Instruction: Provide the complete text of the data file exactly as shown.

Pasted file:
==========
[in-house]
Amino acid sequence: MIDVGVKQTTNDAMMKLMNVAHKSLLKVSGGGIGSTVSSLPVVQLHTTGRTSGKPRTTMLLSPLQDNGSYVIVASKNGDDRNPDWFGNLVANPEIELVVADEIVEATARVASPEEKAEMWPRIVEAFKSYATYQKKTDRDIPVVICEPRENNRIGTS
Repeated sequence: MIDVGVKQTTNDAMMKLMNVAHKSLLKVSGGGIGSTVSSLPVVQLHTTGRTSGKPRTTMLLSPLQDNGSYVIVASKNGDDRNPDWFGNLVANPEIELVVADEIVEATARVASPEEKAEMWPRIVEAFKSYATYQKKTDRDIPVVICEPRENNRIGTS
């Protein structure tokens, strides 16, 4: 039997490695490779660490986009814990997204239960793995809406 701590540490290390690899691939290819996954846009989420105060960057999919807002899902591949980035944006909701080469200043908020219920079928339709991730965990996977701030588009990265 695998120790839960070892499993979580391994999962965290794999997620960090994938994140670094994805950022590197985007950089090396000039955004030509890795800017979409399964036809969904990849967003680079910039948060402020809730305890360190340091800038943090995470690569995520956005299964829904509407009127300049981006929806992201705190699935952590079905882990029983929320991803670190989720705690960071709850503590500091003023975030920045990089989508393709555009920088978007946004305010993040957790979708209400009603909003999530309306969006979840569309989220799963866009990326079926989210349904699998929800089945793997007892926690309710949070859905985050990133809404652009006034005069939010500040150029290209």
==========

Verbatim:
[in-house]
Amino acid sequence: MIDVGVKQTTNDAMMKLMNVAHKSLLKVSGGGIGSTVSSLPVVQLHTTGRTSGKPRTTMLLSPLQDNGSYVIVASKNGDDRNPDWFGNLVANPEIELVVADEIVEATARVASPEEKAEMWPRIVEAFKSYATYQKKTDRDIPVVICEPRENNRIGTS
Repeated sequence: MIDVGVKQTTNDAMMKLMNVAHKSLLKVSGGGIGSTVSSLPVVQLHTTGRTSGKPRTTMLLSPLQDNGSYVIVASKNGDDRNPDWFGNLVANPEIELVVADEIVEATARVASPEEKAEMWPRIVEAFKSYATYQKKTDRDIPVVICEPRENNRIGTS
């Protein structure tokens, strides 16, 4: 039997490695490779660490986009814990997204239960793995809406 701590540490290390690899691939290819996954846009989420105060960057999919807002899902591949980035944006909701080469200043908020219920079928339709991730965990996977701030588009990265 695998120790839960070892499993979580391994999962965290794999997620960090994938994140670094994805950022590197985007950089090396000039955004030509890795800017979409399964036809969904990849967003680079910039948060402020809730305890360190340091800038943090995470690569995520956005299964829904509407009127300049981006929806992201705190699935952590079905882990029983929320991803670190989720705690960071709850503590500091003023975030920045990089989508393709555009920088978007946004305010993040957790979708209400009603909003999530309306969006979840569309989220799963866009990326079926989210349904699998929800089945793997007892926690309710949070859905985050990133809404652009006034005069939010500040150029290209």